To evaluate $\int_0^\infty x \mathrm{e}^{-\frac{(x-a)^2}{b}}\,\mathrm{d}x$, I have applied the substitution $u=\frac{(x-a)^2}{b}$, $x-a=(ub)^{1/2}$, and $\frac{\mathrm{d}u}{\mathrm{d}x}=\frac{2(x-a)}{b}$. I would first like to ask if $x-a$ should actually equal $\pm (ub)^{1/2}$ (i.e., is it valid to ignore the minus sign, and why?). Applying this substitution, \begin{align} I &=\int_0^\infty x \mathrm{e}^{-\frac{(x-a)^2}{b}}\, \mathrm{d}x \\ &=\int_0^\infty x \mathrm{e}^{-u} \frac{b\,\mathrm{d}u}{2(x-a)} \\ &=\int_{\frac{a^2}{b}}^\infty \left((ub)^{1/2} + a\right)\cdot{}\mathrm{e}^{-u} \frac{b\,\mathrm{d}u}{2(ub)^{1/2}} \\ &=\frac{b}{2}\int_{\frac{a^2}{b}}^\infty \mathrm{e}^{-u}\,\mathrm{d}u + ab^{-1/2}\mathrm{e}^{-u} u^{-1/2}\,\mathrm{d}u \\ &=\frac{b}{2}\int_{\frac{a^2}{b}}^\infty \mathrm{e}^{-u}\,\mathrm{d}u + \frac{a\sqrt{b}}{2}\int_{\frac{a^2}{b}}^\infty \mathrm{e}^{-u} u^{-1/2}\,\mathrm{d}u, \end{align} I find that I am unable to evaluate the second term because the domain is from a non-zero constant to $+\infty$. Were the domain $[0,+\infty)$, the second integral would simply be a $\Gamma$ function. Seeing that the substitution I have attempted has not worked, could someone please propose an alternate route to evaluating this definite integral? Thank you.

  • $\begingroup$ Just to answer the first question: should you write $(ub)^{\pm1/2}$. You should NOT! $(ub)^{1/2}$ and $(ub)^{-1/2}$ are two completely different expressions. The first one is simply $(ub)^{1/2}$, however there second one is $\frac{1}{(ub)^{1/2}}$. When you have the $\frac{1}{2}$ power you are already implying two solutions. $\endgroup$ – E.O. Feb 20 '12 at 10:26
  • $\begingroup$ Whoops, I meant $\pm(ub)^{1/2}$. Fixed. $\endgroup$ – user001 Feb 20 '12 at 16:01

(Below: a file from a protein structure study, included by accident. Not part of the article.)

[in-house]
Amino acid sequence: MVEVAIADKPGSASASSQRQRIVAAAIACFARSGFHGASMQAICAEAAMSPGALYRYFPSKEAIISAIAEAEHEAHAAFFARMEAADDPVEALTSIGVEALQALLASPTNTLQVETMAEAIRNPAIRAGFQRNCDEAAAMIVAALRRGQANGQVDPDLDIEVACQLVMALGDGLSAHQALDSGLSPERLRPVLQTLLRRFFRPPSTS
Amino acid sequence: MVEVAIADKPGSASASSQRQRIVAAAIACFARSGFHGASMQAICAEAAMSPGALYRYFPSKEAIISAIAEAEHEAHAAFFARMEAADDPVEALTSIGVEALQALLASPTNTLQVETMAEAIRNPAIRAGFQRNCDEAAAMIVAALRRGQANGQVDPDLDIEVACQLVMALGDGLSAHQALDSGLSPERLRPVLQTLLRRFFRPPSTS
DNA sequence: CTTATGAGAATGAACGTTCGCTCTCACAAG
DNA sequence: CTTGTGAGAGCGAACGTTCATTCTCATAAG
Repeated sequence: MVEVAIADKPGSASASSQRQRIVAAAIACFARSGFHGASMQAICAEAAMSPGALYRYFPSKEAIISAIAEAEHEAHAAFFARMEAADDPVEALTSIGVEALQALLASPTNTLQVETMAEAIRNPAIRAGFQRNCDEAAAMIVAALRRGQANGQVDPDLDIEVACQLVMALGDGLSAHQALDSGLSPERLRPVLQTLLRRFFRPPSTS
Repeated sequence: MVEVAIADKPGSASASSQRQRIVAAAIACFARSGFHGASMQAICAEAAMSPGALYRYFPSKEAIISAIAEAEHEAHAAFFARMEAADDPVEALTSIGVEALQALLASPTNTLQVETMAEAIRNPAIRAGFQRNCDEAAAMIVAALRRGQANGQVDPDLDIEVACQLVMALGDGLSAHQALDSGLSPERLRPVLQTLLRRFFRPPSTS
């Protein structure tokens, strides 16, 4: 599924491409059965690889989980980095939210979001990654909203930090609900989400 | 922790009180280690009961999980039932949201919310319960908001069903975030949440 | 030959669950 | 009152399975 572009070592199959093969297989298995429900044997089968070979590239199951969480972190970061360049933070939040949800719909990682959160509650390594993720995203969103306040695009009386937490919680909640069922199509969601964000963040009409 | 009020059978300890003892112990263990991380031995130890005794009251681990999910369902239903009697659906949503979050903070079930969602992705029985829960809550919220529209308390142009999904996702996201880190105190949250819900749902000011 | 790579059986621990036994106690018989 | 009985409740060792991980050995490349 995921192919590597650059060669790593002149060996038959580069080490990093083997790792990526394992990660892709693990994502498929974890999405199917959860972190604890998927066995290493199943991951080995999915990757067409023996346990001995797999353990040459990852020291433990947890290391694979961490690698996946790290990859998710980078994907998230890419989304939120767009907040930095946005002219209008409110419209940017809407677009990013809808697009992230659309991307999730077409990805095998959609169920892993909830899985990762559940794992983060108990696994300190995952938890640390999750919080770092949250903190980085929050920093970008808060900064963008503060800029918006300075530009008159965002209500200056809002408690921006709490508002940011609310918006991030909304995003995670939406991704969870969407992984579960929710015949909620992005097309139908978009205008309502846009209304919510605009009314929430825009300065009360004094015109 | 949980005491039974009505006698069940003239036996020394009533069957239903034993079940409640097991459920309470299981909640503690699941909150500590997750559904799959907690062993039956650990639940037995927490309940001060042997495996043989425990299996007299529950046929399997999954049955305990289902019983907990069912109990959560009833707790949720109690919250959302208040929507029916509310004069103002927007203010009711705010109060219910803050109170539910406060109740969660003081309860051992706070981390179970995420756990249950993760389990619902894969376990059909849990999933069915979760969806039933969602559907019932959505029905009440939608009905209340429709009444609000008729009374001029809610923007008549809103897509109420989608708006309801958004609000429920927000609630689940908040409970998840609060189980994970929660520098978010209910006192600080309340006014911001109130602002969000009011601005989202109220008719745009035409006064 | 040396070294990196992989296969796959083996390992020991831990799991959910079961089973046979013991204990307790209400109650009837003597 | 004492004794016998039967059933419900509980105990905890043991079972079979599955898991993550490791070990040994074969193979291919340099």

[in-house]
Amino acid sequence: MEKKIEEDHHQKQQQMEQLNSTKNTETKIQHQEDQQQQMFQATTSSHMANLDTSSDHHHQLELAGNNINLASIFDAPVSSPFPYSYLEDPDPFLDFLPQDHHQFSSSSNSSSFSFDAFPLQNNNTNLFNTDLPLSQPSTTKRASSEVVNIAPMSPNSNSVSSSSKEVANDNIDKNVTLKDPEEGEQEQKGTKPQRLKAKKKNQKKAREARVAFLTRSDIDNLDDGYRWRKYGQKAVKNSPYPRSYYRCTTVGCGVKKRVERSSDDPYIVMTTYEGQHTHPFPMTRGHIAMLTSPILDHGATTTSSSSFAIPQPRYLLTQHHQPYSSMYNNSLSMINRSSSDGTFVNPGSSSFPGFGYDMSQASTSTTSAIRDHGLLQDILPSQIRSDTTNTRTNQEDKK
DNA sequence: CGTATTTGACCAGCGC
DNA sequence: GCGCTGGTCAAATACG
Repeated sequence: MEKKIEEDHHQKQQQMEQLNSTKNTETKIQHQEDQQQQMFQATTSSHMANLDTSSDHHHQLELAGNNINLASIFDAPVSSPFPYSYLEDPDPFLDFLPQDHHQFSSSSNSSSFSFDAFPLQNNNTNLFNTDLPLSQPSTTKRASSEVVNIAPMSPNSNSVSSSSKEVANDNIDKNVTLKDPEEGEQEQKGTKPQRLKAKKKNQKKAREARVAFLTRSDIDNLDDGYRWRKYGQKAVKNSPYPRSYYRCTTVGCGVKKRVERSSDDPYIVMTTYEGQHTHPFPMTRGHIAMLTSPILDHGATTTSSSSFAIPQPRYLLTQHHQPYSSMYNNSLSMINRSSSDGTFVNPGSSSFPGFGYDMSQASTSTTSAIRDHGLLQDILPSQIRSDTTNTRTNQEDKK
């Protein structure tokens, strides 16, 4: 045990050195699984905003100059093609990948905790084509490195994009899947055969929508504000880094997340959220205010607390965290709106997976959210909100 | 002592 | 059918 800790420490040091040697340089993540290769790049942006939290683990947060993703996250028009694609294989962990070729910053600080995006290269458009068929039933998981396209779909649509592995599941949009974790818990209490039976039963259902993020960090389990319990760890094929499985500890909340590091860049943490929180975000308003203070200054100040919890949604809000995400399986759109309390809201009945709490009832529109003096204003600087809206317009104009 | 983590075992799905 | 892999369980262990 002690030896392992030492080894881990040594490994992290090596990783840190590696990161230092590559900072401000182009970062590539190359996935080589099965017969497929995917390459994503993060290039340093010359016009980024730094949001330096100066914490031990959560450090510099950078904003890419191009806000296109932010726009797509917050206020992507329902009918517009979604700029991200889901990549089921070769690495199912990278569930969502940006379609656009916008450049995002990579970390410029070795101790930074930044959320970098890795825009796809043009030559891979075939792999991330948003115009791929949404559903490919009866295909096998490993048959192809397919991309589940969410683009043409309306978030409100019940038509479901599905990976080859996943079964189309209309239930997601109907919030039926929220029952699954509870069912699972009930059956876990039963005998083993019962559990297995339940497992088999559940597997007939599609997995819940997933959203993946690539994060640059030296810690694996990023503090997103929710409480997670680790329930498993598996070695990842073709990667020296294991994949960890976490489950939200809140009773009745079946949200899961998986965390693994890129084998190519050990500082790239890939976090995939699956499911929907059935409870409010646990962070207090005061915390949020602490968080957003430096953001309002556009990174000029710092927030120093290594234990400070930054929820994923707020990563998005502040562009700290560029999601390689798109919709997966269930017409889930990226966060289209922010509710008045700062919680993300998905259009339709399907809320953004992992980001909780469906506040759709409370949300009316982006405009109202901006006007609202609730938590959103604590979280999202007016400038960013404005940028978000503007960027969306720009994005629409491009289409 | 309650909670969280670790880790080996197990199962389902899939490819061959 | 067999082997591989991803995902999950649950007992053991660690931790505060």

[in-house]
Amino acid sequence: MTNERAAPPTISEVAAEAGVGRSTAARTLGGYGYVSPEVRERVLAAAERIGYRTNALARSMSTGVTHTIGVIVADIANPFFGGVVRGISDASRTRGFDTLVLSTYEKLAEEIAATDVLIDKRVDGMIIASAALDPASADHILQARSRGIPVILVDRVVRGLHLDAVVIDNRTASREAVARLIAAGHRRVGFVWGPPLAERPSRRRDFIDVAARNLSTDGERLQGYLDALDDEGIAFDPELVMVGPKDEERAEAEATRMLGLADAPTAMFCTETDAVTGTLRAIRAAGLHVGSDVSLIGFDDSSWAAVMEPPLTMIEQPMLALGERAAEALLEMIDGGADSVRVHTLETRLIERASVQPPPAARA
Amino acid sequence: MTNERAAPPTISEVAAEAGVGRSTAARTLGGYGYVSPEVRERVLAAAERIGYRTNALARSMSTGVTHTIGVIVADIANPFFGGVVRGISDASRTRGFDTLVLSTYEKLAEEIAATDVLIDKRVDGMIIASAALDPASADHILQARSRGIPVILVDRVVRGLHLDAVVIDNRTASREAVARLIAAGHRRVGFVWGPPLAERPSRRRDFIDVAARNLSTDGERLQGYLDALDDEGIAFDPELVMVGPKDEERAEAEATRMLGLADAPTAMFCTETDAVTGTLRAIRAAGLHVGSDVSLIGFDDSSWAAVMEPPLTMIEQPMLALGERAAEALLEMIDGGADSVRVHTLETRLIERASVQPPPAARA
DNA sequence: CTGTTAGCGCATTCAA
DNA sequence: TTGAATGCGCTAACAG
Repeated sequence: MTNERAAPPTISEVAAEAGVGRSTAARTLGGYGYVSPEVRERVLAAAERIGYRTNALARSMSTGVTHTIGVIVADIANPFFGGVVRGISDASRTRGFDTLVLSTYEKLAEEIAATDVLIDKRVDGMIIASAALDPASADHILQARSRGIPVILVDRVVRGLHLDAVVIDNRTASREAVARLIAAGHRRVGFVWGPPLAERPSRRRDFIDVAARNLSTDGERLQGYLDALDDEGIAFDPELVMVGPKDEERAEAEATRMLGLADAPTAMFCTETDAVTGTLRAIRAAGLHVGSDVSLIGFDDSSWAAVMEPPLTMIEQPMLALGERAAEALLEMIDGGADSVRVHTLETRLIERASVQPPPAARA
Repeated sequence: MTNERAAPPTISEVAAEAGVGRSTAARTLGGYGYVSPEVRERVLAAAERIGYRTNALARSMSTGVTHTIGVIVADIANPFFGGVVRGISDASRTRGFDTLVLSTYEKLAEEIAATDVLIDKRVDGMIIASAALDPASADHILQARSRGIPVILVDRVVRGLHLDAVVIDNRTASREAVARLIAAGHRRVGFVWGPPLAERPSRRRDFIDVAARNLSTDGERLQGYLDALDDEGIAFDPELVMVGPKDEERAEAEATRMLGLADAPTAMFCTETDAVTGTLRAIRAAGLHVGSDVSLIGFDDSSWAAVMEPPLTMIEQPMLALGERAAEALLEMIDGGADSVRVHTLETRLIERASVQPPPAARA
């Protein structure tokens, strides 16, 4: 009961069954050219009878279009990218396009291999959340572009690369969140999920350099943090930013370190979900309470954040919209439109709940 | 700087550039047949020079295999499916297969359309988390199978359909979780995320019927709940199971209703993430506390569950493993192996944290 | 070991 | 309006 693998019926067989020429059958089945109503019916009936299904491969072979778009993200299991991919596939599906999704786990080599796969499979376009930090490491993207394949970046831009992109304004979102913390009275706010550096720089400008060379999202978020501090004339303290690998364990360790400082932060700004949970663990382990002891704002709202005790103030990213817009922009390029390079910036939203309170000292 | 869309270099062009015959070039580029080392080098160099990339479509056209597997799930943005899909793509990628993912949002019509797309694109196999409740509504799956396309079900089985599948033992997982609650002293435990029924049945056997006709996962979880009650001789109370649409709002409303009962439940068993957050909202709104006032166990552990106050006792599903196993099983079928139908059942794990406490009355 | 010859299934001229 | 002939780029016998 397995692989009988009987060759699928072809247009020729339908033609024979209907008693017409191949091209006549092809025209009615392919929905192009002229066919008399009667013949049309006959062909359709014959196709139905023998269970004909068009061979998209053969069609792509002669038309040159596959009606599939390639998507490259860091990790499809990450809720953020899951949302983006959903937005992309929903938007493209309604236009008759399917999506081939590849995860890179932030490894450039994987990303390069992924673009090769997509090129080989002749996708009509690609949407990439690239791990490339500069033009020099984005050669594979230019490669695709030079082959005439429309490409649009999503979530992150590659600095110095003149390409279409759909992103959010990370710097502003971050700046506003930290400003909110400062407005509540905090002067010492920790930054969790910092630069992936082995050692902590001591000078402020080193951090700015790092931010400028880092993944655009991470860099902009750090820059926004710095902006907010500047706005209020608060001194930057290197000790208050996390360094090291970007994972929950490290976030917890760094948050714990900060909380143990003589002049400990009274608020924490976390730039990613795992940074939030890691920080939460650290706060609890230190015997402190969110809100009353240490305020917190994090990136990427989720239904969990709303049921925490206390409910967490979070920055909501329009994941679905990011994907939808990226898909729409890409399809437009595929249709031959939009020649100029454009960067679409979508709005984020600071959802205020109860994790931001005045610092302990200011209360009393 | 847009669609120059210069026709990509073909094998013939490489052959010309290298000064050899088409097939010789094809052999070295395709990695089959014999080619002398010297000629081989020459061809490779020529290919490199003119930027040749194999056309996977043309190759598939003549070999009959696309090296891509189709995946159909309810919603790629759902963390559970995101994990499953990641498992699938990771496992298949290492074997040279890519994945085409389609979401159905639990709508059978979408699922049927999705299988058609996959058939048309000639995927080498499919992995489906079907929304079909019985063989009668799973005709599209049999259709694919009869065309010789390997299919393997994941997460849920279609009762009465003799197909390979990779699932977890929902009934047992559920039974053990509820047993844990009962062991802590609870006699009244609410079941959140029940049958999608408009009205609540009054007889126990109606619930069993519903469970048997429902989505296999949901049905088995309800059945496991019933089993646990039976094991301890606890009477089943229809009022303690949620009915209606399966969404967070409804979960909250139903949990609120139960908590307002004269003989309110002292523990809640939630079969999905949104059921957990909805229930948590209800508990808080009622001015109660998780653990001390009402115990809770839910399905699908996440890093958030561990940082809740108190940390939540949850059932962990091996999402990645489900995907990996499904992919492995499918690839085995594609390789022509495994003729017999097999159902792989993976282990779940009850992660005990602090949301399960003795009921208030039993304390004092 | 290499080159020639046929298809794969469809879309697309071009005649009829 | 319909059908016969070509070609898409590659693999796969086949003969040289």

We assume that $b>0$ otherwise the integral is not convergent. "The" good substitution is $u=\frac{x-a}{\sqrt b}$, so $\sqrt bu+a=x$ and $dx=\sqrt bdu$. We have \begin{align*} I_{a,b}&:=\int_0^{+\infty}x\exp\left(-\frac{(x-a)^2}b\right)dx\\ &=\int_{-a/\sqrt b}^{+\infty}(\sqrt bu+a)\exp(-u^2)\sqrt bdu\\ &=a\sqrt b\int_{-a/\sqrt b}^{+\infty}\exp(-u^2)du+ b\left[-\frac{\exp(-u^2)}2\right]_{-a/\sqrt b}^{+\infty}\\ &=\frac b2\exp\left(-\frac{a^2}b\right)+a\sqrt b \int_0^{+\infty}\exp(-u^2)du-a\sqrt b\int_0^{a/\sqrt b}\exp(-u^2)du\\ &=\frac b2\exp\left(-\frac{a^2}b\right)+a\sqrt b\int_0^{+\infty}\exp\left(-\frac{t^2}2\right)du\frac 1{\sqrt 2}-a\sqrt b\frac{\sqrt \pi}2\operatorname{erf}\left(\frac a{\sqrt b}\right) \\ &=\frac b2\exp \left(-\frac{a^2}b\right)+\frac{a\sqrt b\sqrt \pi}2\left(\frac 1{\sqrt 2}-\operatorname{erf}\left(\frac a{\sqrt b}\right)\right), \end{align*} where $\operatorname{erf}\left(x\right)=\frac 2{\sqrt \pi}\int_0^xe^{-t^2}dt$.

  • $\begingroup$ Thanks, Davide. Since you have factored out the constant $a$, should the coefficient of the second term in the third line be $\sqrt b/a$? How did you integrate that term (from second line to third line)? It appears that you have written $\int_{-a/\sqrt{b}}^\infty bu\exp(-u^2)\,\mathrm{d}u = \sqrt b/a \left.\left[-\exp(-u^2)/2\right]\right|_{-a/\sqrt b}^{\infty}$, which I do not entirely follow. $\endgroup$ – user001 Feb 20 '12 at 2:34
  • $\begingroup$ Thanks for pointing out this mistake. For the step between the second and third line I just used a primitive of $u\exp(-u^2)$. $\endgroup$ – Davide Giraudo Feb 20 '12 at 10:15

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